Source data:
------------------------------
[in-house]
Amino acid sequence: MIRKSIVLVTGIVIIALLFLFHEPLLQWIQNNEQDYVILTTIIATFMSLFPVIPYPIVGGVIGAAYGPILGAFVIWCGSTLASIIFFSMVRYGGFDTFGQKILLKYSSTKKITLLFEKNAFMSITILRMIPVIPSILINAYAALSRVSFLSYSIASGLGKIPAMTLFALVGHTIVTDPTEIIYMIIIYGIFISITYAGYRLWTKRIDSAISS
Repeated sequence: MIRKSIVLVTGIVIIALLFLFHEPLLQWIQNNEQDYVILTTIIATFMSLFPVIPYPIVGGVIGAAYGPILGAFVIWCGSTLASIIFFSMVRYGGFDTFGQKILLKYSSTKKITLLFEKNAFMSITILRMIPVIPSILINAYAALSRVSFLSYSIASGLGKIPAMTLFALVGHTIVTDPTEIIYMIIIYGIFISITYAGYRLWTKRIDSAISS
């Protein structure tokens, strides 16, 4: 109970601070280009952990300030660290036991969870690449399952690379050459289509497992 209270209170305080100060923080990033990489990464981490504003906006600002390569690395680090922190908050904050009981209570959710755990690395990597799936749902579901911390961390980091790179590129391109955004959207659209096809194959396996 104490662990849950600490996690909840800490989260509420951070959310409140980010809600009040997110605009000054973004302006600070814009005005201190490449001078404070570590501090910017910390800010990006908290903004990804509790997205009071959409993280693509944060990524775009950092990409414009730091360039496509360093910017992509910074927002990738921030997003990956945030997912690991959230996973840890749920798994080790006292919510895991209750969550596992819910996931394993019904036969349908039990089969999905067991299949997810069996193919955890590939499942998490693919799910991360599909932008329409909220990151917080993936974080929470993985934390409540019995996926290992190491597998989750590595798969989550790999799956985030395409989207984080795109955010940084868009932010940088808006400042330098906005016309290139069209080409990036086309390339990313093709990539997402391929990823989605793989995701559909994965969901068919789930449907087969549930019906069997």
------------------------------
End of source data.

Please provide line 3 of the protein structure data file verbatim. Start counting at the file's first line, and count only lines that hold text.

Repeated sequence: MIRKSIVLVTGIVIIALLFLFHEPLLQWIQNNEQDYVILTTIIATFMSLFPVIPYPIVGGVIGAAYGPILGAFVIWCGSTLASIIFFSMVRYGGFDTFGQKILLKYSSTKKITLLFEKNAFMSITILRMIPVIPSILINAYAALSRVSFLSYSIASGLGKIPAMTLFALVGHTIVTDPTEIIYMIIIYGIFISITYAGYRLWTKRIDSAISS